Pakistan’s Aurat March


Dr M Ahmed Abdullah

MARCH 8th every year marks the International Women’s Day. For the past few years the date has been synonymous with the Aurat March in Pakistan. This event has turned from a mere exhibit of interesting and controversial slogans, into a budding resistance movement against the strong rooted patriarchal society of Pakistan. The build-up to the event keeps on getting more interesting each year, with participants from both sides of the debate gaining publicity through aggressive and exciting antics.
In a recent turn of events famous script writer and now social media influencer Khalil ur Rahman Qamar lost his cool after being instigated by a controversial slogan by social activist Marvi Sarmad, on live prime time television. What has followed since is mixed emotions on social media about the incident, with the supporters of rugged masculinity apparently taking the lead. Based on my time spent in the Gynecology and Obstetrics Department of a public sector hospital, the slogan “My body, My free will” has a completely different connotation for me. It reminds me of the times when we, as doctors, had to take written consent from the husbands for performing surgical procedures on their wives.
This was an unfortunate happening, as it has completely taken the attention away from more pressing and urgent issues of women in the country. Pakistan has one of the highest maternal mortality rates in the world and consequently the highest neonatal mortality rate in the world. The country also has a high prevalence of gender-based violence, child marriages, mental health issues and nutritional deficiencies. Women, despite being almost half of the population, are often excluded from equal employment and wage-based opportunities. In other places, women are subjected to bonded slavery in brick kilns and house work.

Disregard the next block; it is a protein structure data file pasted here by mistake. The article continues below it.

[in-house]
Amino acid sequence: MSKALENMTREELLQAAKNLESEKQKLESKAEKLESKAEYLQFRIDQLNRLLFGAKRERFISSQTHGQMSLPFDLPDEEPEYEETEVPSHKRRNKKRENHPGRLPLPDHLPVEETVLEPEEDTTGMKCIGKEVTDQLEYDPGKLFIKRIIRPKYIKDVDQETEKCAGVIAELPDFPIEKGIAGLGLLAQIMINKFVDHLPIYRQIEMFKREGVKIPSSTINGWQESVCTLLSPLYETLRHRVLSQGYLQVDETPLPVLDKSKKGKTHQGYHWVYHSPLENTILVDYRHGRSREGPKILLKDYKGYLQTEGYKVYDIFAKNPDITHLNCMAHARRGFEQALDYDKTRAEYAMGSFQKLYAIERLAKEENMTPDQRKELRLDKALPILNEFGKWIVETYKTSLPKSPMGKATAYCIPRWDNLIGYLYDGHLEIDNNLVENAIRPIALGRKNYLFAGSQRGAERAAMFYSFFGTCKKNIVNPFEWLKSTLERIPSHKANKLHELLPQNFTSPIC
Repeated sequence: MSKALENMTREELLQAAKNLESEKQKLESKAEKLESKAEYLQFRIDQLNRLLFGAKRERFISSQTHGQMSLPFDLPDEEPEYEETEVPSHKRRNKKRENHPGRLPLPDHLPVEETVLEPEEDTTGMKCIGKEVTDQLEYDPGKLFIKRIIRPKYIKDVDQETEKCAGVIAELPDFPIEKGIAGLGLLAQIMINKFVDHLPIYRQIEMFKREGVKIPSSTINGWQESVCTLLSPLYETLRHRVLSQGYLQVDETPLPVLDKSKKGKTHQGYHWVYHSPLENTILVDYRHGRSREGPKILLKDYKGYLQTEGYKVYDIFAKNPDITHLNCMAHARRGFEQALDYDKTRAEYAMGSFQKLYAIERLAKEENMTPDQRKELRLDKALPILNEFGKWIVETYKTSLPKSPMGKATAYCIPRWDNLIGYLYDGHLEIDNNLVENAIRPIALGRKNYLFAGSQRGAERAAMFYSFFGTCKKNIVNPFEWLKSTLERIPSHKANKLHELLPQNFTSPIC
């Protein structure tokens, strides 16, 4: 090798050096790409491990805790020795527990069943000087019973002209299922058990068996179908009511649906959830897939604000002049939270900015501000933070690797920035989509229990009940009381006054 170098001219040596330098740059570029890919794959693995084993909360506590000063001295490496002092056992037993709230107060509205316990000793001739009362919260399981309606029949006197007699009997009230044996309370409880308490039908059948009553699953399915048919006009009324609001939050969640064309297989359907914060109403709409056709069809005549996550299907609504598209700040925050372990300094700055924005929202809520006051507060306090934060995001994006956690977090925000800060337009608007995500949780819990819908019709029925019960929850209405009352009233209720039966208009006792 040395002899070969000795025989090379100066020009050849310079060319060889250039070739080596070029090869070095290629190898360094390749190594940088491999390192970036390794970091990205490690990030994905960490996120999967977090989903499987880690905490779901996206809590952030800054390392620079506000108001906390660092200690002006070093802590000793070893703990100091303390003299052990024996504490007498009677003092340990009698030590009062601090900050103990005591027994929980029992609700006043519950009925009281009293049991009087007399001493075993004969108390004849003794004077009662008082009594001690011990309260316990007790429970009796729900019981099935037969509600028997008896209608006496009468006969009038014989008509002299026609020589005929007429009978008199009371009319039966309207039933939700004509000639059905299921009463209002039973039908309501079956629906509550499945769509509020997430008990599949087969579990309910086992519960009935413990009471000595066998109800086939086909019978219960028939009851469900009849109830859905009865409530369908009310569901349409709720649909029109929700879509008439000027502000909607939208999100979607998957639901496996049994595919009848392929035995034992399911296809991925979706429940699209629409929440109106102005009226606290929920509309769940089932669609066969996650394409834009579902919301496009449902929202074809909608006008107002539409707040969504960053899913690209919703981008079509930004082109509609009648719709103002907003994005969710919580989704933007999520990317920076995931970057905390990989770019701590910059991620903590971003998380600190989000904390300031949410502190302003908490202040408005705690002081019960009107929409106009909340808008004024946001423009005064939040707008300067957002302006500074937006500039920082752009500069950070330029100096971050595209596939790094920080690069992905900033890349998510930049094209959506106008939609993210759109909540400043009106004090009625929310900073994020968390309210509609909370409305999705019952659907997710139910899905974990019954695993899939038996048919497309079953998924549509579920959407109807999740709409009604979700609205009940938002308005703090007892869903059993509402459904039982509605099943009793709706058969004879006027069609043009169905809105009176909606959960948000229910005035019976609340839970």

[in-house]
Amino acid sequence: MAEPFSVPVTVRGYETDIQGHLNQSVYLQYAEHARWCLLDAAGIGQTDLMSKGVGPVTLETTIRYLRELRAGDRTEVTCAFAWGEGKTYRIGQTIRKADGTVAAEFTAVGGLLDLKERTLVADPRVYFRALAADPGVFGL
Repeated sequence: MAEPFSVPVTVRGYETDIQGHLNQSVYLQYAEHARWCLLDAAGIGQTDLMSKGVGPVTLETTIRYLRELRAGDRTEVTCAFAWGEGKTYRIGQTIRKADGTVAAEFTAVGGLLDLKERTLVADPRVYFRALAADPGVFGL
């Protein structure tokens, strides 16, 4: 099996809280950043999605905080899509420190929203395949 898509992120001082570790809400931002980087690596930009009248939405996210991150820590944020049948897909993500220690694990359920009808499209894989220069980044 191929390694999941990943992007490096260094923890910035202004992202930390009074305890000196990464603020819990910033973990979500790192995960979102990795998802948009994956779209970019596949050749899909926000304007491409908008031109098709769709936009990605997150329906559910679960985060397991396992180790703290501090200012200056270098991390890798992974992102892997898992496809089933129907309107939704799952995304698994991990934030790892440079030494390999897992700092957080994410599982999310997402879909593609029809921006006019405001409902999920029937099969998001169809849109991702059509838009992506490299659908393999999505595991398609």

The opponents of women rights often feel ashamed of liberal women and their dressing sense, yet their sense of social injustice is misplaced when they see girl children picking garbage while being exposed to disease and adversity. Female literacy is another pertinent aspect that needs to be addressed. What we see in places like Tharparkar (Sindh) in the form of increased child mortality due to a combination of severe malnutrition and infectious diseases is the outcome of prolonged nutritional deficiencies and early marriages. These young girls are forced into a hard life of continuous child bearing and rearing with limited access to good nutrition, health facilities and education. The rape epidemic in the country is also directed at women and children.
It is good to see that some segments of the civil society are bringing the much needed spotlight to women’s rights, but the role of media in the picture is questionable. It is the media and advertising industries that set the tone for objectification of women in one way or the other, in addition to stereotyping women into segments of good and bad. Debates on societal liberalism could be done in a healthier and a more academic fashion, however, the race for ratings gives rise to short lived viral content, with limited long term implications. Publicity stunts like these also take the attention away from the actual issues of women, children and elderly.
In true democracies, everyone has a right to an opinion; unfortunately fear probably has the best marketability in today’s cut-throat global economic system. That is exactly what all parties are trying to sell here. A more holistic and inclusive approach is the need of the hour, where all of us come together in the successful development of humans rather than genders, which in turn are completely dependent on each other.
—The writer is Assistant Professor Public Health, Islamabad Medical and Dental College.
Email: [email protected]